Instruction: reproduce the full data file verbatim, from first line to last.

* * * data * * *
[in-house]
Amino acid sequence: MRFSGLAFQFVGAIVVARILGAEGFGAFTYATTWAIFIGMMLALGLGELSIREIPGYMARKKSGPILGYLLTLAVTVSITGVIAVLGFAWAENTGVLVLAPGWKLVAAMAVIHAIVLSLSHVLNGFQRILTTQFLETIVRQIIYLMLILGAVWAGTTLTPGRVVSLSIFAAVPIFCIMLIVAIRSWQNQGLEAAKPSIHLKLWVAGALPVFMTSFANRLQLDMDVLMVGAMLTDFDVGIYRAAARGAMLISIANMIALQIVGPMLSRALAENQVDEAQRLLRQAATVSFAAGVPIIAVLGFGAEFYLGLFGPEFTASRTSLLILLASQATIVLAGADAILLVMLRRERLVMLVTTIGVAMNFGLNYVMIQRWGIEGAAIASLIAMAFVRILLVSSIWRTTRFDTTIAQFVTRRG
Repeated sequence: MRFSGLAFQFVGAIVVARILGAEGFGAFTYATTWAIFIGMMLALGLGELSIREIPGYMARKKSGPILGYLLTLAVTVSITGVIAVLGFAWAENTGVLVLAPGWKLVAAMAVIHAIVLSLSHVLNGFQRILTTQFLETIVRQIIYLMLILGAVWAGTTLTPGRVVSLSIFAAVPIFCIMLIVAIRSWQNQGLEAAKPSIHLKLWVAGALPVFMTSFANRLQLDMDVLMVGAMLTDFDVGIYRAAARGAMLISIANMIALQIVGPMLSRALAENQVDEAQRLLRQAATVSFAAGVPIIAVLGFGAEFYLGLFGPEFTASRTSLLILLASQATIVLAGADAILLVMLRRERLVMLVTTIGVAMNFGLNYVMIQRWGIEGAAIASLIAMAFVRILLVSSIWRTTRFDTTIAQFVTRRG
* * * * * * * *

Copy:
[in-house]
Amino acid sequence: MRFSGLAFQFVGAIVVARILGAEGFGAFTYATTWAIFIGMMLALGLGELSIREIPGYMARKKSGPILGYLLTLAVTVSITGVIAVLGFAWAENTGVLVLAPGWKLVAAMAVIHAIVLSLSHVLNGFQRILTTQFLETIVRQIIYLMLILGAVWAGTTLTPGRVVSLSIFAAVPIFCIMLIVAIRSWQNQGLEAAKPSIHLKLWVAGALPVFMTSFANRLQLDMDVLMVGAMLTDFDVGIYRAAARGAMLISIANMIALQIVGPMLSRALAENQVDEAQRLLRQAATVSFAAGVPIIAVLGFGAEFYLGLFGPEFTASRTSLLILLASQATIVLAGADAILLVMLRRERLVMLVTTIGVAMNFGLNYVMIQRWGIEGAAIASLIAMAFVRILLVSSIWRTTRFDTTIAQFVTRRG
Repeated sequence: MRFSGLAFQFVGAIVVARILGAEGFGAFTYATTWAIFIGMMLALGLGELSIREIPGYMARKKSGPILGYLLTLAVTVSITGVIAVLGFAWAENTGVLVLAPGWKLVAAMAVIHAIVLSLSHVLNGFQRILTTQFLETIVRQIIYLMLILGAVWAGTTLTPGRVVSLSIFAAVPIFCIMLIVAIRSWQNQGLEAAKPSIHLKLWVAGALPVFMTSFANRLQLDMDVLMVGAMLTDFDVGIYRAAARGAMLISIANMIALQIVGPMLSRALAENQVDEAQRLLRQAATVSFAAGVPIIAVLGFGAEFYLGLFGPEFTASRTSLLILLASQATIVLAGADAILLVMLRRERLVMLVTTIGVAMNFGLNYVMIQRWGIEGAAIASLIAMAFVRILLVSSIWRTTRFDTTIAQFVTRRG